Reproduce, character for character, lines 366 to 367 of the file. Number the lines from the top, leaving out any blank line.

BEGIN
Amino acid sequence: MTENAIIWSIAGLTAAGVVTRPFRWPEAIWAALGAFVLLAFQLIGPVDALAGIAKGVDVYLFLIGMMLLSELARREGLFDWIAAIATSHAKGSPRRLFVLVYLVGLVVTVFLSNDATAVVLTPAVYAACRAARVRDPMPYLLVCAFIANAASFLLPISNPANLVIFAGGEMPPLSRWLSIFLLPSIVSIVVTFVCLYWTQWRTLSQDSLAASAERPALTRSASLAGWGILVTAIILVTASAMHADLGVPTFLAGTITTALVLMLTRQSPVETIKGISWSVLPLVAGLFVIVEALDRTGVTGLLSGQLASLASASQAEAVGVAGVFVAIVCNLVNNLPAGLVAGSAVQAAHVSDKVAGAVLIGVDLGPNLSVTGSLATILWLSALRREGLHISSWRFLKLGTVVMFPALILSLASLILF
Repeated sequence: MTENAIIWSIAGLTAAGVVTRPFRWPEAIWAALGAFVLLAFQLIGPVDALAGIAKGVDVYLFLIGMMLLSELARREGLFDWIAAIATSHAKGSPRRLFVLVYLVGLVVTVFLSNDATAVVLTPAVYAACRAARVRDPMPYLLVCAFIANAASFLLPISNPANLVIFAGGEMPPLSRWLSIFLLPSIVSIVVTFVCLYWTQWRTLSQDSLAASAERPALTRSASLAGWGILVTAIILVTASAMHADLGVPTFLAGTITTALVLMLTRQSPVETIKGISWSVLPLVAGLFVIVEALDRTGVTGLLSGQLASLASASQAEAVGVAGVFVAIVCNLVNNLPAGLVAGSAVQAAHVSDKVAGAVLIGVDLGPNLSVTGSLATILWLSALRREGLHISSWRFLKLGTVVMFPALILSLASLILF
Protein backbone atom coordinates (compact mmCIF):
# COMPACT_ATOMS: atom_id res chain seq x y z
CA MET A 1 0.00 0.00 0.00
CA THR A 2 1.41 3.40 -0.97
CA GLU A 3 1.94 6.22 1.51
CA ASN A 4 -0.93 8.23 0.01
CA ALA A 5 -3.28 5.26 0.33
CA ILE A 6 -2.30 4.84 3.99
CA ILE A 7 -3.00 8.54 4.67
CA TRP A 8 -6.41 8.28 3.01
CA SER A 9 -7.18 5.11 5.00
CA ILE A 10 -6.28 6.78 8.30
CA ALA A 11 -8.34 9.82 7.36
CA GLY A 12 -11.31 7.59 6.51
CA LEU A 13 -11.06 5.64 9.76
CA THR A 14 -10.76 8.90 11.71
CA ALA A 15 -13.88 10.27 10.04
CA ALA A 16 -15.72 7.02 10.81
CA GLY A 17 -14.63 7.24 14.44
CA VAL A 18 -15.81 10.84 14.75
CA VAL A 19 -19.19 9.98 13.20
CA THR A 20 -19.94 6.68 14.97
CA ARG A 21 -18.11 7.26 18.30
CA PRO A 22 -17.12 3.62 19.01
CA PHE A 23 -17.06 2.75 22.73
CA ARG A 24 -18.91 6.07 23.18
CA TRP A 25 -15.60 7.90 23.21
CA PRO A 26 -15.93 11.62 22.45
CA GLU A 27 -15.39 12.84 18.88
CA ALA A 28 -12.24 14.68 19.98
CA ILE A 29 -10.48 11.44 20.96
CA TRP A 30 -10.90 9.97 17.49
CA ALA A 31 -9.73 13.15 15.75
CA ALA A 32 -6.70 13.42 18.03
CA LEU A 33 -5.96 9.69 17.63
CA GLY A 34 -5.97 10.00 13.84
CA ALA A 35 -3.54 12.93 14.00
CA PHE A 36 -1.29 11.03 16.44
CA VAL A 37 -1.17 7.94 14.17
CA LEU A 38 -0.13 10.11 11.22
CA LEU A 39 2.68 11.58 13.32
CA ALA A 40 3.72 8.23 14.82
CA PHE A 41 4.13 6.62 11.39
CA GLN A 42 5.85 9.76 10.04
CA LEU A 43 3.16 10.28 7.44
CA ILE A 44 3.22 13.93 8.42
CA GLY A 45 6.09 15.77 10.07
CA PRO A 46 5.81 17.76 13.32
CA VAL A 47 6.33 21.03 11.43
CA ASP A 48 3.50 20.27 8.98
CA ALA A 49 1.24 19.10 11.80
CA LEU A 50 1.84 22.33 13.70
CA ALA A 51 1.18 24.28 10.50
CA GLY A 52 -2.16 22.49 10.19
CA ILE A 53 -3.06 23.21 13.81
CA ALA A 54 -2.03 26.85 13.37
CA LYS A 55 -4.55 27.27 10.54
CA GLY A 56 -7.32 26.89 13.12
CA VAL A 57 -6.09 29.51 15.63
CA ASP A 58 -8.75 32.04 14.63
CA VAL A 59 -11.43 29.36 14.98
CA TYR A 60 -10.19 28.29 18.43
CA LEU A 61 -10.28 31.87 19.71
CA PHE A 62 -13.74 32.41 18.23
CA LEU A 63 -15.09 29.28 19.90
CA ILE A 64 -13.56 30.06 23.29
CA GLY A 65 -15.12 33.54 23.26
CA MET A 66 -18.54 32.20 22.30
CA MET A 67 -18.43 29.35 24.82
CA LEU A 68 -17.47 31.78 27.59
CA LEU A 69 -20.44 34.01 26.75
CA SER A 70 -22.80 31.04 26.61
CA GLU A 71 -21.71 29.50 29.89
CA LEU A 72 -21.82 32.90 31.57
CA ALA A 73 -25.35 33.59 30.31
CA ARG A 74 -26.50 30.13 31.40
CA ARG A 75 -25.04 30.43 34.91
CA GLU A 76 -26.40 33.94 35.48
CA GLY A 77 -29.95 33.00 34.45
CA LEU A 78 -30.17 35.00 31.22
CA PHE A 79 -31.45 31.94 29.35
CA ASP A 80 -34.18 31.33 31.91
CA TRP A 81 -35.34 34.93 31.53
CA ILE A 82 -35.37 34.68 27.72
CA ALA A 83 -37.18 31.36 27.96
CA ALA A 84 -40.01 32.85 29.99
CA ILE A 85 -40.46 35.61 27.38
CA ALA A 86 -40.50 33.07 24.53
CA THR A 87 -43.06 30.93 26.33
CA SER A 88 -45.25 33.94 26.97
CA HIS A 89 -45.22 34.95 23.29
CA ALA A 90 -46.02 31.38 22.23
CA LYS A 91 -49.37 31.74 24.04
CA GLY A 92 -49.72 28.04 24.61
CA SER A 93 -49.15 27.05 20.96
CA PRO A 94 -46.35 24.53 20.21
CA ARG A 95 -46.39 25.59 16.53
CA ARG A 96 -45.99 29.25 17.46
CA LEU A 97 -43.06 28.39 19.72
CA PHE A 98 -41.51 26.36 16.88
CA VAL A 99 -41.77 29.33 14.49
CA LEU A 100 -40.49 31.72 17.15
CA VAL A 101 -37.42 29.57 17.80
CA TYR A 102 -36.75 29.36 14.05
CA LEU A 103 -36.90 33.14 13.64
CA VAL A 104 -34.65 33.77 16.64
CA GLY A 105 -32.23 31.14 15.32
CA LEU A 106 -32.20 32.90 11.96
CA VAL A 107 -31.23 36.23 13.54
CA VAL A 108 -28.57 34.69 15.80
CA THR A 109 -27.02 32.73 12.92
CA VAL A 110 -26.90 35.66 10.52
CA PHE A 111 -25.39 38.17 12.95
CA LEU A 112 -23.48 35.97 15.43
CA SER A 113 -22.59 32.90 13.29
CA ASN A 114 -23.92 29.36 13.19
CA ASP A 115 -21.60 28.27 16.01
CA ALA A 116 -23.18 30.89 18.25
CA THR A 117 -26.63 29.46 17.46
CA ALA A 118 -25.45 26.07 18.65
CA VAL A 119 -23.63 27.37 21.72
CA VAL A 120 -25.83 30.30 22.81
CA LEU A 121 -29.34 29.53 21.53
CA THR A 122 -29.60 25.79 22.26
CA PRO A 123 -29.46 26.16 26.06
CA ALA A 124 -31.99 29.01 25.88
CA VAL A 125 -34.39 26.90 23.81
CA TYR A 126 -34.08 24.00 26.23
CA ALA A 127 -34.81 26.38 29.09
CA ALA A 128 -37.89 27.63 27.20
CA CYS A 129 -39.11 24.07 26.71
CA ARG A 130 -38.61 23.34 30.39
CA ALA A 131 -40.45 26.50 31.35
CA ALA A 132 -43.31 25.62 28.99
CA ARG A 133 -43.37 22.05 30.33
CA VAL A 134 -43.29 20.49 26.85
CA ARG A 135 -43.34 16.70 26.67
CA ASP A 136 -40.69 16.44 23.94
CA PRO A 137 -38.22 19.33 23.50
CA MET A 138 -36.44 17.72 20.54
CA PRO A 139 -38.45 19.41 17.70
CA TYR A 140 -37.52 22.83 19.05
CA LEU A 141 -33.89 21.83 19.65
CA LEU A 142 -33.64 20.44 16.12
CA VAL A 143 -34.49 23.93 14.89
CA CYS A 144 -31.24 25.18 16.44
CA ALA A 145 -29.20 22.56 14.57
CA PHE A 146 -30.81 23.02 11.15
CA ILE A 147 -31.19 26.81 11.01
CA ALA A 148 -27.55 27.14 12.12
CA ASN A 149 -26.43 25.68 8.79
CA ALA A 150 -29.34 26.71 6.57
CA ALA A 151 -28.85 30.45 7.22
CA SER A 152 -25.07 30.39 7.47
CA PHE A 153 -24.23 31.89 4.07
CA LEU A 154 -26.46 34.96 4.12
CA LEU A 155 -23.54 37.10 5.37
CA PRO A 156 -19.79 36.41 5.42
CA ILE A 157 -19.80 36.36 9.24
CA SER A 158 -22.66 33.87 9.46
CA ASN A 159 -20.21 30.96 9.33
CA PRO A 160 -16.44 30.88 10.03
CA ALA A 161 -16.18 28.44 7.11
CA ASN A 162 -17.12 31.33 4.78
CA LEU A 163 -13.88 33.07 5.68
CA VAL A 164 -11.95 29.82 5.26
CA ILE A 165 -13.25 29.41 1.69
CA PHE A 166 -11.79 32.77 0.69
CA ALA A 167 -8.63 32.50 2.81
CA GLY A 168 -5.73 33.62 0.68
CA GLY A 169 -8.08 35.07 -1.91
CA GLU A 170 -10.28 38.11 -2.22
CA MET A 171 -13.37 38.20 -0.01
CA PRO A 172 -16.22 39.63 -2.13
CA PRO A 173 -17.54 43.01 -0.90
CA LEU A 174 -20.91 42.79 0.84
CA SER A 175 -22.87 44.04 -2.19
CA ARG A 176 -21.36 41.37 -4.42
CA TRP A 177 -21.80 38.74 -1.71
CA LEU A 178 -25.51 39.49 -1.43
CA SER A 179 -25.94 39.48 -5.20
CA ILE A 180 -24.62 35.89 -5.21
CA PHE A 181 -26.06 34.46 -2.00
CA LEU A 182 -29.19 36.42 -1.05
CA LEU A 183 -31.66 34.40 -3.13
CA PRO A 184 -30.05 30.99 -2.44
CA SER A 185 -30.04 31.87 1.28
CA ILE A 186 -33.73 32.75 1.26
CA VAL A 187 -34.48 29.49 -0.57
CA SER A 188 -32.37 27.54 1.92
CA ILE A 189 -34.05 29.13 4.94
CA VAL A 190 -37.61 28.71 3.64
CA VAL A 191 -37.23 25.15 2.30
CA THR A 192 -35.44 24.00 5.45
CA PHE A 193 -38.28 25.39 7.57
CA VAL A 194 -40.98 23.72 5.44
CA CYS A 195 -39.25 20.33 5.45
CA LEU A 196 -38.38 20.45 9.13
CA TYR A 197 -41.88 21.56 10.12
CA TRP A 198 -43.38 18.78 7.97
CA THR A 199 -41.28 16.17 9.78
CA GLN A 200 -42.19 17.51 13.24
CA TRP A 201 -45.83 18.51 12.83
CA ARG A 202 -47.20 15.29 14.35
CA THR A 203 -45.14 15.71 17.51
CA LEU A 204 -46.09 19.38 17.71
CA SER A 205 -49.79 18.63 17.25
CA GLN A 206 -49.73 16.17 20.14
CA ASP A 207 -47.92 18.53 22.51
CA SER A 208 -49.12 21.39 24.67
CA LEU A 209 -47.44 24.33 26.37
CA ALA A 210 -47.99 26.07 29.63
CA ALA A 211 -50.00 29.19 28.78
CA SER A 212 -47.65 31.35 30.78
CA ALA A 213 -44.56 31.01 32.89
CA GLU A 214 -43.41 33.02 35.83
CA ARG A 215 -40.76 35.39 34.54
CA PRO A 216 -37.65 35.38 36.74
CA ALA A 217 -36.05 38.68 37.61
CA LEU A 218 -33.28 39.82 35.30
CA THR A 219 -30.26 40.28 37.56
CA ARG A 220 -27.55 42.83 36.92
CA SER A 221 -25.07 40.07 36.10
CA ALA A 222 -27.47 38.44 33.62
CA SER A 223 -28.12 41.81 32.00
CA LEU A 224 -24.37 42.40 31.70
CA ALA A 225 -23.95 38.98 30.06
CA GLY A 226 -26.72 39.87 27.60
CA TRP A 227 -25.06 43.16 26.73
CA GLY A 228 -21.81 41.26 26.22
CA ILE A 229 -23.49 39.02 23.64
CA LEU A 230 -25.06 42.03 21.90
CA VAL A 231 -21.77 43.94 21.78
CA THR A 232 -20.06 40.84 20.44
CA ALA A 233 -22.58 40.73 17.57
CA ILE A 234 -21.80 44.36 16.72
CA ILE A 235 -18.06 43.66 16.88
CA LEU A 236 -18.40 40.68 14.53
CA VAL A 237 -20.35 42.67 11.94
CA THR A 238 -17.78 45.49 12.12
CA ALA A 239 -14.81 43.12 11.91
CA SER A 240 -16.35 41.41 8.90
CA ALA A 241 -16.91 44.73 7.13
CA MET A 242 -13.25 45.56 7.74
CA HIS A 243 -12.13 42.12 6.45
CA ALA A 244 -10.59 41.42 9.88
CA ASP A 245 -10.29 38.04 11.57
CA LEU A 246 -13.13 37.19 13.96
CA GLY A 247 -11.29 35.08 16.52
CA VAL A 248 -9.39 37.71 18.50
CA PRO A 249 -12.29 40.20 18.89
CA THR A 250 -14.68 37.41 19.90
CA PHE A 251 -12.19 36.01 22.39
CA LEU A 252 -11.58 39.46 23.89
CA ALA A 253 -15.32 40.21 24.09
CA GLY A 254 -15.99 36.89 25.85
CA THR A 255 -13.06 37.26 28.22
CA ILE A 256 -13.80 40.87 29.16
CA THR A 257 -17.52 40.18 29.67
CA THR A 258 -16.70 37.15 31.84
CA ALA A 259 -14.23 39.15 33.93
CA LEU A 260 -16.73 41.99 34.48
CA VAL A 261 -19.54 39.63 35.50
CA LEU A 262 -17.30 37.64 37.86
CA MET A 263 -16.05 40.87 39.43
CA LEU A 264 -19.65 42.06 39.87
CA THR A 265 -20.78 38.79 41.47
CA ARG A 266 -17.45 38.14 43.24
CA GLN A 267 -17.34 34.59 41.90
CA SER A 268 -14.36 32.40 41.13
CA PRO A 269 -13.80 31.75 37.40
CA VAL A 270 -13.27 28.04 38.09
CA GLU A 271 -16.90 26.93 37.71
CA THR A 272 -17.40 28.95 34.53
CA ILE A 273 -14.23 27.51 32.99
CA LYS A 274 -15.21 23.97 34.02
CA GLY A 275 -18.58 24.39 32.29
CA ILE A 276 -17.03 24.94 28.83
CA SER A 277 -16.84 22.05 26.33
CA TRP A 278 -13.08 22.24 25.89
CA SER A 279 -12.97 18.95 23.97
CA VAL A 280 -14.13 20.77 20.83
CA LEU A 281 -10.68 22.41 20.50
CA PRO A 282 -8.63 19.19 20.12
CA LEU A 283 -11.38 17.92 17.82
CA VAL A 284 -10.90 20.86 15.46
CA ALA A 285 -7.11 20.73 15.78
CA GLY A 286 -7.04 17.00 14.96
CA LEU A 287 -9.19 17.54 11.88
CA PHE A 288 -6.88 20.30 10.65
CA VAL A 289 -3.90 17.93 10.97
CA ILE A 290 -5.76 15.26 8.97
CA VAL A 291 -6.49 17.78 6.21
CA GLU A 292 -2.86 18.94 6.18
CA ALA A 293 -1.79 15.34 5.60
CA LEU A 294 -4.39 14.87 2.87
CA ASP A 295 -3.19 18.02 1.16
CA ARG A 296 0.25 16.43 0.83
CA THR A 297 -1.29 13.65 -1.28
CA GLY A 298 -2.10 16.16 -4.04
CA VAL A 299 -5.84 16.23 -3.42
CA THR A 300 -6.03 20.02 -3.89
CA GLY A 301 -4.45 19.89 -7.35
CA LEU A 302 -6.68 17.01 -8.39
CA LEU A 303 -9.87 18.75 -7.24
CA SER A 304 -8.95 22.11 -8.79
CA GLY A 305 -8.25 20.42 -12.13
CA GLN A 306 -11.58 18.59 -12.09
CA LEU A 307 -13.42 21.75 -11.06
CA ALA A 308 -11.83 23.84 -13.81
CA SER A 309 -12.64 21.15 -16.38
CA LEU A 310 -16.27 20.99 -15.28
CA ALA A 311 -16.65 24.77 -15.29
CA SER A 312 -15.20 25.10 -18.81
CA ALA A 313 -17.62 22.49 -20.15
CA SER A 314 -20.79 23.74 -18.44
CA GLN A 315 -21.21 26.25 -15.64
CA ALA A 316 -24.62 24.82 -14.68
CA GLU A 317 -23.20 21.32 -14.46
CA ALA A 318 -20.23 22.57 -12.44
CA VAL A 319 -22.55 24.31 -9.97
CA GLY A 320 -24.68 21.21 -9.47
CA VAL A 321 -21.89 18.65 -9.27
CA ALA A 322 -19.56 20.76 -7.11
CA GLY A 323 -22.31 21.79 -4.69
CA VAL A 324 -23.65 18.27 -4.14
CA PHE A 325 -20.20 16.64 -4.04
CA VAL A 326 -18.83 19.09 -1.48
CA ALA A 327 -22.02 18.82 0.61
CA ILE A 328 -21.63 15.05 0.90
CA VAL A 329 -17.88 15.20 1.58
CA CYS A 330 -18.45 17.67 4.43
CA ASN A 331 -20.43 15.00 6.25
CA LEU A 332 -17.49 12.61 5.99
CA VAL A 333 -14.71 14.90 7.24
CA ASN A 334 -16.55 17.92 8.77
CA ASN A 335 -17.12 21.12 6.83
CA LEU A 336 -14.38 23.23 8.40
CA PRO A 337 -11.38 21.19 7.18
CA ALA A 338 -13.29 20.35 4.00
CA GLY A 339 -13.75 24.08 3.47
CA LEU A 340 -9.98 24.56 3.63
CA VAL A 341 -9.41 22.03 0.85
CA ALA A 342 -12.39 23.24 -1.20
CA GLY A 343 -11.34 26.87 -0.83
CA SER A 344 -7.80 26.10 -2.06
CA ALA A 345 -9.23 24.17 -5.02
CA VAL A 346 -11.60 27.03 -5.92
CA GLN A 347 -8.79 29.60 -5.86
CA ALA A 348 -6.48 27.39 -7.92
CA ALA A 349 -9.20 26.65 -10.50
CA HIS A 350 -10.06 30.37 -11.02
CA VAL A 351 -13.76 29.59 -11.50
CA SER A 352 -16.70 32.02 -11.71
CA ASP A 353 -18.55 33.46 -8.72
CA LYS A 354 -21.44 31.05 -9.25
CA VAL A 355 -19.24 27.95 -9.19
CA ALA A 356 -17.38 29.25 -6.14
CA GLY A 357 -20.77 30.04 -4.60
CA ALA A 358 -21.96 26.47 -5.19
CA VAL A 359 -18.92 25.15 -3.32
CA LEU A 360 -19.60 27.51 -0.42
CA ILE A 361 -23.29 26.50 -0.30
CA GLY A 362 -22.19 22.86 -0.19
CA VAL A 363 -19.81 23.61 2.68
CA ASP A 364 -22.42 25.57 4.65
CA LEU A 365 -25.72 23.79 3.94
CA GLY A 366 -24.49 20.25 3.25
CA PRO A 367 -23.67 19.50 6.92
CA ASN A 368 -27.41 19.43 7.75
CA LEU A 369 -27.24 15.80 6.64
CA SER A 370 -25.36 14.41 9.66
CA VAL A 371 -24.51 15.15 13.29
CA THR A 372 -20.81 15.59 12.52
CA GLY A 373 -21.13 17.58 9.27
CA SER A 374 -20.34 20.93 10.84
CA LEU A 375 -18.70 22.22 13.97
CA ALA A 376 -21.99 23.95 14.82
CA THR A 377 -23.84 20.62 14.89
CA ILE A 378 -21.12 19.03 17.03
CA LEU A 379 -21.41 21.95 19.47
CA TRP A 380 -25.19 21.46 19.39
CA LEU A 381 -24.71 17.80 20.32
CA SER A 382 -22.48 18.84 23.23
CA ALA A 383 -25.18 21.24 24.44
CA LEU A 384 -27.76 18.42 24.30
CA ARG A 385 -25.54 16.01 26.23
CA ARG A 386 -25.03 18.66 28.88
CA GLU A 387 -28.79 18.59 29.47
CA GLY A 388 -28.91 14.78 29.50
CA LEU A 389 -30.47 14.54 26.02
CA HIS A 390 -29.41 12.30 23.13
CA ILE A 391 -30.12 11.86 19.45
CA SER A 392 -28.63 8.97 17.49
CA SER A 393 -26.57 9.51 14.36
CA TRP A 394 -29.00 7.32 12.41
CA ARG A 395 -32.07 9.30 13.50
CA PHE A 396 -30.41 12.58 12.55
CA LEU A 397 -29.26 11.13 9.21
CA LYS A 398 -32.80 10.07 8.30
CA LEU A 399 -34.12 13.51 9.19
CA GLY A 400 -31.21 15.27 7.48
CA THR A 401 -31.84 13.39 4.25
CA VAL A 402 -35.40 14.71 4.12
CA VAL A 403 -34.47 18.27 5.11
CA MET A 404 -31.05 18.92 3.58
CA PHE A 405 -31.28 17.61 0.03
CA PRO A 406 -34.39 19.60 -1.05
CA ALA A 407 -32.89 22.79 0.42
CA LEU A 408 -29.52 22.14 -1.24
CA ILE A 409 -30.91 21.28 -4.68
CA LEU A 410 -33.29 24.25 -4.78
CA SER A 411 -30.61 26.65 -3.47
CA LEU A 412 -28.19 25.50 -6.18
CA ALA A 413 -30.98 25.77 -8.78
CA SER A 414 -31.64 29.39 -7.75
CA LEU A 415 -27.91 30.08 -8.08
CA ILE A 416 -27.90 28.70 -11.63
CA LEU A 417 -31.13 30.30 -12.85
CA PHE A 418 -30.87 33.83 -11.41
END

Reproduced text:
CA GLY A 362 -22.19 22.86 -0.19
CA VAL A 363 -19.81 23.61 2.68